December 2021

When water is scarce, California saves hydropower for when the grid needs reliable, clean energy most.

California is in the grip of a deep drought. Less water means low hydropower (hydro) availability, a key zero-carbon energy resource. In the spring and summer months of 2021, California generated less hydropower than in any of the six previous years. When water is scarce however, California reserves hydro for use during the summer to maintain grid reliability and to offset power plants with the highest greenhouse gas (GHG) emissions.*

In wet years, hydro plants generate more power during the spring runoff season, as shown in the following figure. In dry years, the opposite is true: hydro operators store water in reservoirs to use when demand for power, electricity prices, and fuel consumption peak. For example, Pacific Gas & Electric “reduced springtime generation in order to maximize reservoir storage and [use] flexible generation on higher demand months [and] highest demand hours.” Hydro output increased by over 500 gigawatt-hours (GWh), or 20 percent, from spring to summer in 2021.

California saves water for summer during drought years

Total summer (July–September) hydroelectric generation relative to spring (April–June). In dry years, hydro output increases in summer.

Source: California Energy Commission (CEC) analysis of California Independent System Operator (ISO) data. See Table 1 for details.

Even so, hydro was historically low this past summer. Past hydropower shortages have been made up with natural gas generation, increasing GHG emissions. However, the rapid mobilization of renewable energy and energy storage reduces California’s long-term reliance on natural gas, especially during periods of drought. Although 2021 was even drier than 2015, California generated 15 percent less electricity from natural gas because renewables carried more of the load.  

The increase in renewable energy allows hydro to serve as a peaking resource under drought conditions, as seen in the graph below. On high-demand summer days of 2015, hydropower increased throughout the day and peaked in the evening at 4.1 gigawatts (GW). By 2021, grid-scale renewables, particularly solar, enabled hydro to reduce midday generation and generate more power around the net demand peak. Peak hydro generation on the highest demand days of 2021 surpassed 4.3 GW — an increase from 2015 despite a 20 percent decrease in hydro production.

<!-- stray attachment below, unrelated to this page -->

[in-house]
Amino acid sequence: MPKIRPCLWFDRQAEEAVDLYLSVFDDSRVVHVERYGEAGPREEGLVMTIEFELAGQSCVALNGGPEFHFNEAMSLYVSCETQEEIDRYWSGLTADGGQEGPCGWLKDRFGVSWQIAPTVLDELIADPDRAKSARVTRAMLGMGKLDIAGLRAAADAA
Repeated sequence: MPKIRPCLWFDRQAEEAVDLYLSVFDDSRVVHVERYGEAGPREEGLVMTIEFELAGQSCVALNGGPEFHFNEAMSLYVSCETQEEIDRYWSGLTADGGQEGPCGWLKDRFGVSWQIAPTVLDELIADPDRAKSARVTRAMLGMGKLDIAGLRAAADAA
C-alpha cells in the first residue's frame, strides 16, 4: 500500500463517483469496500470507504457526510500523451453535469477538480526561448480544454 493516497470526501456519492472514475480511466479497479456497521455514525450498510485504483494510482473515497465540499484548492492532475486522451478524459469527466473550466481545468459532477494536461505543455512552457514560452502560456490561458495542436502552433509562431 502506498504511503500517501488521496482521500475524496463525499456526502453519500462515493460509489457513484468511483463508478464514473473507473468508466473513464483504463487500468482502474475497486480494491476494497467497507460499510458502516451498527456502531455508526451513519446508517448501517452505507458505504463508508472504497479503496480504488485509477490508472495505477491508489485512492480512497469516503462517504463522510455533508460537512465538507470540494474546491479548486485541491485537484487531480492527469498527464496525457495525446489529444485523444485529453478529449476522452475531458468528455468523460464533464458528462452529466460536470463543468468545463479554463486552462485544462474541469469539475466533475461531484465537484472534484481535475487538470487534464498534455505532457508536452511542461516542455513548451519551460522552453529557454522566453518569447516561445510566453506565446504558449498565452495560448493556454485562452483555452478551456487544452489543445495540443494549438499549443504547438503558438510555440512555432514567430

As renewable penetration increases, hydropower is used as a clean peaking generation resource

Figure 2 - Hydro generation 95th percentile profile from summer 2015 and 2021. Peak generation is higher in spring 2021 than spring 2015, even though overall generation is lower.

Source: CEC analysis of California ISO data

By storing water early in the year and reducing midday generation, hydro can be deployed when a reliable energy resource is needed to offset natural gas plants. This strategic use can be seen in the wholesale energy value of hydro. When water is abundant, hydropower generation mirrors net demand and earns roughly the average energy price, as it did during the summer of 2019. When water is scarce, reserves ensure it is used when wholesale prices are highest, which means hydro resources are being used to maintain a reliable grid and to meet the state’s climate goals.

California maximizes the value of hydropower during drought years.

Figure 3 - Difference in average hydro value and average wholesale price for summer 2018 through 2021.

Source: CEC analysis of California ISO data. See Table 2 for details.

More water is always better when operating a clean, reliable electric grid. However, renewable energy growth means hydro can be saved for when it is needed.

*“California” refers to the electric grid managed by the California Independent System Operator (ISO). The ISO grid represents roughly 80 percent of California’s total electric load. California also manages water for other benefits including irrigation, municipal water supply, flood control, recreation, and fish and wildlife habitat.

Table 1. Total summer (July–September) hydroelectric generation relative to spring (April–June, from wettest to driest.

Year Spring Hydro (GWh) Summer Hydro (GWh) Difference (GWh)
2017 (Wettest) 9,472 8,827 -645
2019 8,497 7,845 -652
2016 7,073 6,452 -620
2018 6,384 6,225 -159
2020 4,478 4,211 -267
2015 3,278 3,926 +648
2021 (Driest) 2,580 3,088 +509

Table 2. Percentage difference in average hydro value and average 5-minute real-time market wholesale price for summer 2018 through 2021.

Year Hydro (GWh) Average Energy
Price ($/MWh)1
Hydro Value 
Relative Hydro 
2019 (Wettest) 7,845 $34.22 $34.19 -$0.02
2018 6,225 $46.37 $47.75 +$1.38
2020 4,211 $37.96 $44.61 +$6.65
2021 (Driest) 3,088 $58.93 $68.55 +$9.62
  1. System marginal energy cost weighted by total load.
  2. System marginal energy cost weighted by hydro generation.